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  21. Thomas Sowed (2002). The Civil Rights Vision. In Tommy Lee Lott (ed.), African-American Philosophy: Selected Readings. Prentice Hall. 390.score: 159.0
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  22. Nicolas Rost (2011). Human Rights Violations, Weak States, and Civil War. Human Rights Review 12 (4):417-440.score: 150.0
    This study examines the role of human rights violations as a harbinger of civil wars to come, as well as the links between repression, state weakness, and conflict. Human rights violations are both part of the escalating process that may end in civil war and can contribute to an escalation of conflict to civil war, particularly in weak states. The role of government repression and state weakness in leading to civil war is tested empirically. (...)
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  23. Carlo Ruzza (2013). Civil Society Actors and EU Fundamental Rights Policy: Opportunities and Challenges. Human Rights Review:1-17.score: 150.0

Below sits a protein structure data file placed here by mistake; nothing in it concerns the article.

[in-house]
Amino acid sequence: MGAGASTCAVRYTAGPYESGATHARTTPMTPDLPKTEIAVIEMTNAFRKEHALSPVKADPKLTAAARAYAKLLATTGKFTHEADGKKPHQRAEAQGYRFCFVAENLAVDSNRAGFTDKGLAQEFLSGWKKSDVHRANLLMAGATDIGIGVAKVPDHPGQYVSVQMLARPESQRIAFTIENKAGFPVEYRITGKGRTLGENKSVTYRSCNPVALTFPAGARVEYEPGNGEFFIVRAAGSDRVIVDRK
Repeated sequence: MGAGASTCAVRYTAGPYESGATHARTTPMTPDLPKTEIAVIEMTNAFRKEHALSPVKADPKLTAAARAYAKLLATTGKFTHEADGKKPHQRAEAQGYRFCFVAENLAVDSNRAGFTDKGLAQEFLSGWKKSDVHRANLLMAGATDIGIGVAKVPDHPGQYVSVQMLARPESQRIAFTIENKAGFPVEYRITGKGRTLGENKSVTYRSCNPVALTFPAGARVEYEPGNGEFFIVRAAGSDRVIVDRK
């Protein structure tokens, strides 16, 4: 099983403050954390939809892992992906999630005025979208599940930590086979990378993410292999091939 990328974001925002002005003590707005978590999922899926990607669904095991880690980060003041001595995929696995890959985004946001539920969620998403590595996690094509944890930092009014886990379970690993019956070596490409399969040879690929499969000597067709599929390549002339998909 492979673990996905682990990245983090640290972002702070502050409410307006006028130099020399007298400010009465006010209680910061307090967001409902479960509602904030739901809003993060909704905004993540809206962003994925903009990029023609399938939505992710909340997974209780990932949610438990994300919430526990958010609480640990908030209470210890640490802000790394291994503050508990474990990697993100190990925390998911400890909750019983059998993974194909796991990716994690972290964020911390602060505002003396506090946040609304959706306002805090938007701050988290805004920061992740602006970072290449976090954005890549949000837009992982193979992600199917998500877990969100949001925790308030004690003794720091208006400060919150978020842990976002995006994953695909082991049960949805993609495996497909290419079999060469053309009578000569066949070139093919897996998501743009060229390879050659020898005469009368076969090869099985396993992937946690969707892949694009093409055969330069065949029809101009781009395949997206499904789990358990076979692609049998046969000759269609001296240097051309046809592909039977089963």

This paper examines how civil society actors in the EU utilize the political and legal opportunities provided by the EU’s fundamental rights policy to mobilize against discrimination, notably racism, and xenophobia. It emphasizes the multiple enabling roles that this policy provides to civil society associations engaged in judicial activism, political advocacy, and service delivery both at the EU and Member State levels, and assesses their effectiveness. It describes several factors that hinder the implementation of EU fundamental (...) policy and reviews the strategies of civil society to overcome them. It highlights the reluctance of parts of public opinion to combat ethnic prejudice, considers reactions against what at a time of crisis is perceived as a costly project of social regulation, and examines civil society responses. The data sources consist of interviews with bureaucratic and civil society actors at EU level. (shrink)
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  24. Fernando Arlettaz (2013). Minority Rights in the International Covenant on Civil and Political Rights: Conceptual Considerations. Jurisprudence 20 (3):901-922.score: 144.0
    The article discusses the rights of minorities in the system of the International Covenant on Civil and Political Rights. It establishes a conceptual distinction between universal rights, specific rights of minorities in general and specific rights of particular minorities. Universal rights correspond to all individuals (e,g,, “no one shall be subjected to torture”) or all groups of a certain class (e.g., “all families are entitled to protection”). Minority groups and their members are entitled (...)
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  25. Donald W. Shriver (1995). An Ethic for Enemies: Forgiveness in Politics. Oxford University Press.score: 144.0